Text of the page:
It’s for these reasons I feel Walcott should not be seen as a first choice winger for years to come. I think he’s a very valuable squad player. But a squad player who wants 100k a week to contribute around 10 goals a season, despite harbouring ambitions of being an out and out centre forward, is perhaps not worth it.

Walcott’s saving grace may be that Van Persie seems to be pretty fond of him. And to say Arsenal are pretty fond of Van Persie would be an understatement on par with saying that I’m pretty fond of boobs. I love boobs, and Arsenal love Van Persie. A man not unlike boobs in the sense that if you give him the right support he will look absolutely amazing, and even if you don’t, he’ll look pretty amazing anyway. If keeping Van Persie meant signing Walcott on then it would be absolutely the right decision to sign him up for another few years. Walcott is by no means a bad player, he’s just not a great one. He could be great, but I’m not sure he can be arsed.

At time of writing it appears as if Chelsea have emerged as champions in the transfer market tug of war over Belgium’s precocious young star Eden Hazard. It has long been the accepted truth that the transfer market tug of war was a by invitation only three-way between Chelsea, Manchester City and Manchester United (rather depressingly my beloved Arsenal didn’t so much fall at the first hurdle as fall off the starting block, smashing their dignified face on the rapidly disappearing heels of the leagues elite.)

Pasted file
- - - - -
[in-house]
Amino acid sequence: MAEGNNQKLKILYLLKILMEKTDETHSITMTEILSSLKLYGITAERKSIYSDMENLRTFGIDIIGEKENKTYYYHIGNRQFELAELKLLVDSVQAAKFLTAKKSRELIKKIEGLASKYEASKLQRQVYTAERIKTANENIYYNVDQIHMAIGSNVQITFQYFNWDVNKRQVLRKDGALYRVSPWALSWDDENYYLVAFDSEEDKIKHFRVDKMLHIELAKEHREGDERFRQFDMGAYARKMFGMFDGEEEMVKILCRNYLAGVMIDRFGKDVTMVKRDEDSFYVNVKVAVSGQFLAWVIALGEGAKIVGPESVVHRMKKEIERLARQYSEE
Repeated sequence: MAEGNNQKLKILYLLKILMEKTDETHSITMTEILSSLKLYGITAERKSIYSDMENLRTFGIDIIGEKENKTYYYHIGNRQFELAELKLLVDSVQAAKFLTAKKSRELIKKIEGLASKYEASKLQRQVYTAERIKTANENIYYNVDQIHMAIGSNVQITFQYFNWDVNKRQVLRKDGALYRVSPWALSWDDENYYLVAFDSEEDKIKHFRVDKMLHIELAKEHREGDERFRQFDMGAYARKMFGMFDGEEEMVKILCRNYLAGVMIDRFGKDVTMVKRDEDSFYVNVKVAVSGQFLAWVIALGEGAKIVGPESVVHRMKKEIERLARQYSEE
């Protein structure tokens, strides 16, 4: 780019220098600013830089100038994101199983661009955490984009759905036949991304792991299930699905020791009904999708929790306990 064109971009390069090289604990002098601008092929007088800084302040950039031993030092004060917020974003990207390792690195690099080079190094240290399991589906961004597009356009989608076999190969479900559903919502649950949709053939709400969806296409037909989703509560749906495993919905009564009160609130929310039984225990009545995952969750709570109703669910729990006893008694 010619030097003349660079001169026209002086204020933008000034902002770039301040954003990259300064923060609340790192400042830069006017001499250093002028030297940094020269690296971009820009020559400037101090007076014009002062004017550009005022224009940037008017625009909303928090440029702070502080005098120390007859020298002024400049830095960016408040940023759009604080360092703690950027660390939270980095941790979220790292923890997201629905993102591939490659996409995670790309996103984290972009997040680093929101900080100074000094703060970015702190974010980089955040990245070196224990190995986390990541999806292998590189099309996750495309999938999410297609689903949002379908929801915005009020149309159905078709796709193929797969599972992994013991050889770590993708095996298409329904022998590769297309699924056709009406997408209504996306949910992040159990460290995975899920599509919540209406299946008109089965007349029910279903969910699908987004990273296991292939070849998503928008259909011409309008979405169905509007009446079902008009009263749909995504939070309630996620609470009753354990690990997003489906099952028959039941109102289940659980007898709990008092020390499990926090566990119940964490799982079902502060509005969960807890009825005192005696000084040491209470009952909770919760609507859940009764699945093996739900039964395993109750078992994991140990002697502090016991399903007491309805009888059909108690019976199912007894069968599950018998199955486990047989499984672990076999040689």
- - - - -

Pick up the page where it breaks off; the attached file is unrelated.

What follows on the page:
Eden Hazard has been one of the very few genuine superstars available on the open market in recent years and the (presumed) failure of Manchester United to secure his signature should come as a crushing blow to the clubs fans.

There can be no doubt that Manchester United are the most successful team of the premier league era, continuously reinventing themselves after losing their star players. To lose the title on goal difference to the ridiculously resourced City with a poor United squad is a feat only achievable via Glaswegian witchcraft. However with the league going to City, and Chelsea back to winning ways with their Champions league victory, both teams now have the champions kudos to go with their infinite resources and United may not be such an attractive option for top young talent any more.

The popular assumption that United would be an ideal destination due to guaranteed playing time also has to be questioned. If you look at the breakthrough stars of recent United seasons in Nani, Berbatov and Hernandez, all three have found their opportunities limited recently. With Nani facing fierce competition on the right wing from the excellent Valencia, Chicharito sharing the lone striker role with Welbeck and finally Berbatov, a £30 million pound signing, falling from league top scorer to a largely unused substitute.

The fact that Paul Scholes, at 37, was able to effortlessly emerge from his pasty ginger cocoon of retirement and become the “beautiful” butterfly of United’s midfield shows just how desperately United need to invest in quality talent. Whether they can still attract the best in Europe remains to be seen.